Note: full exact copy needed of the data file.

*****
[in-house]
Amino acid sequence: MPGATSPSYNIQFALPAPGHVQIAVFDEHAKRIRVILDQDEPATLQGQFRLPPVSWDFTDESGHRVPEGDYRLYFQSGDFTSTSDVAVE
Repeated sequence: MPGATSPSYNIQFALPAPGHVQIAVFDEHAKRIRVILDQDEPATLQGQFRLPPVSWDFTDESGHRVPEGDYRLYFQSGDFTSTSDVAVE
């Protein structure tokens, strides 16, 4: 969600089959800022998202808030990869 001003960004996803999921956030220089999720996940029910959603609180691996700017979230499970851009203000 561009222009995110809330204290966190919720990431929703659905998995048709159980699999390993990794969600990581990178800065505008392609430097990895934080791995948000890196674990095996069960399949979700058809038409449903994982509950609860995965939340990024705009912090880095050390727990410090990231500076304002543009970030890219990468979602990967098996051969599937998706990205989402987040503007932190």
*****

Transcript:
[in-house]
Amino acid sequence: MPGATSPSYNIQFALPAPGHVQIAVFDEHAKRIRVILDQDEPATLQGQFRLPPVSWDFTDESGHRVPEGDYRLYFQSGDFTSTSDVAVE
Repeated sequence: MPGATSPSYNIQFALPAPGHVQIAVFDEHAKRIRVILDQDEPATLQGQFRLPPVSWDFTDESGHRVPEGDYRLYFQSGDFTSTSDVAVE
């Protein structure tokens, strides 16, 4: 969600089959800022998202808030990869 001003960004996803999921956030220089999720996940029910959603609180691996700017979230499970851009203000 561009222009995110809330204290966190919720990431929703659905998995048709159980699999390993990794969600990581990178800065505008392609430097990895934080791995948000890196674990095996069960399949979700058809038409449903994982509950609860995965939340990024705009912090880095050390727990410090990231500076304002543009970030890219990468979602990967098996051969599937998706990205989402987040503007932190």